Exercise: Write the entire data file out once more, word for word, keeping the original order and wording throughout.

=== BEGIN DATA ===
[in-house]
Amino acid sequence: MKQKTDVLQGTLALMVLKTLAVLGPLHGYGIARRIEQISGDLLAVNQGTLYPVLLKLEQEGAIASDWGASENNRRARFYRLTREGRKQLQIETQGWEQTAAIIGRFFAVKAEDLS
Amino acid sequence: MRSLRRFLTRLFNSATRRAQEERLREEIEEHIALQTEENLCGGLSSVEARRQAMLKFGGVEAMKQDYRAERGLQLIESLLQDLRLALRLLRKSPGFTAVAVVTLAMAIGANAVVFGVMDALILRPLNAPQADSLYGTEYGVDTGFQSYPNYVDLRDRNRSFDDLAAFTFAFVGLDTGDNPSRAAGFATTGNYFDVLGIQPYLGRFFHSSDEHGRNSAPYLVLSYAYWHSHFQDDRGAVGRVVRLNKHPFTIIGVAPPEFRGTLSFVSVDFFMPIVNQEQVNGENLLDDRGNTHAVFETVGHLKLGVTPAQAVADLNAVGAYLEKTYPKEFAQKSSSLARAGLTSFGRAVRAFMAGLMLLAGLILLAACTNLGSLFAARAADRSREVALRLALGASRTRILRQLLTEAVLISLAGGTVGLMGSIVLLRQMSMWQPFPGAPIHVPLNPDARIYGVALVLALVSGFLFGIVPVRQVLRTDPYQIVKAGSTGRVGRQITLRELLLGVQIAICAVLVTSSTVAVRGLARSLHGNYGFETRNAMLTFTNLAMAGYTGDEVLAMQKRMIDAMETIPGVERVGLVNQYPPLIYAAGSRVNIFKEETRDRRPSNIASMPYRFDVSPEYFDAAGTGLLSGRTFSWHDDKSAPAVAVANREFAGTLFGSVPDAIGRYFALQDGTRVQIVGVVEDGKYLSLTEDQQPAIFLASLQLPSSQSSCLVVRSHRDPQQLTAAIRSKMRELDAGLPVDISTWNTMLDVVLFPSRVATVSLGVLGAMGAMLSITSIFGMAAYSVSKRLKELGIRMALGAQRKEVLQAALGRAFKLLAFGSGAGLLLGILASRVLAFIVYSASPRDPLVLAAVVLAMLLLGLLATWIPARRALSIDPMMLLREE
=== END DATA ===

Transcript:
[in-house]
Amino acid sequence: MKQKTDVLQGTLALMVLKTLAVLGPLHGYGIARRIEQISGDLLAVNQGTLYPVLLKLEQEGAIASDWGASENNRRARFYRLTREGRKQLQIETQGWEQTAAIIGRFFAVKAEDLS
Amino acid sequence: MRSLRRFLTRLFNSATRRAQEERLREEIEEHIALQTEENLCGGLSSVEARRQAMLKFGGVEAMKQDYRAERGLQLIESLLQDLRLALRLLRKSPGFTAVAVVTLAMAIGANAVVFGVMDALILRPLNAPQADSLYGTEYGVDTGFQSYPNYVDLRDRNRSFDDLAAFTFAFVGLDTGDNPSRAAGFATTGNYFDVLGIQPYLGRFFHSSDEHGRNSAPYLVLSYAYWHSHFQDDRGAVGRVVRLNKHPFTIIGVAPPEFRGTLSFVSVDFFMPIVNQEQVNGENLLDDRGNTHAVFETVGHLKLGVTPAQAVADLNAVGAYLEKTYPKEFAQKSSSLARAGLTSFGRAVRAFMAGLMLLAGLILLAACTNLGSLFAARAADRSREVALRLALGASRTRILRQLLTEAVLISLAGGTVGLMGSIVLLRQMSMWQPFPGAPIHVPLNPDARIYGVALVLALVSGFLFGIVPVRQVLRTDPYQIVKAGSTGRVGRQITLRELLLGVQIAICAVLVTSSTVAVRGLARSLHGNYGFETRNAMLTFTNLAMAGYTGDEVLAMQKRMIDAMETIPGVERVGLVNQYPPLIYAAGSRVNIFKEETRDRRPSNIASMPYRFDVSPEYFDAAGTGLLSGRTFSWHDDKSAPAVAVANREFAGTLFGSVPDAIGRYFALQDGTRVQIVGVVEDGKYLSLTEDQQPAIFLASLQLPSSQSSCLVVRSHRDPQQLTAAIRSKMRELDAGLPVDISTWNTMLDVVLFPSRVATVSLGVLGAMGAMLSITSIFGMAAYSVSKRLKELGIRMALGAQRKEVLQAALGRAFKLLAFGSGAGLLLGILASRVLAFIVYSASPRDPLVLAAVVLAMLLLGLLATWIPARRALSIDPMMLLREE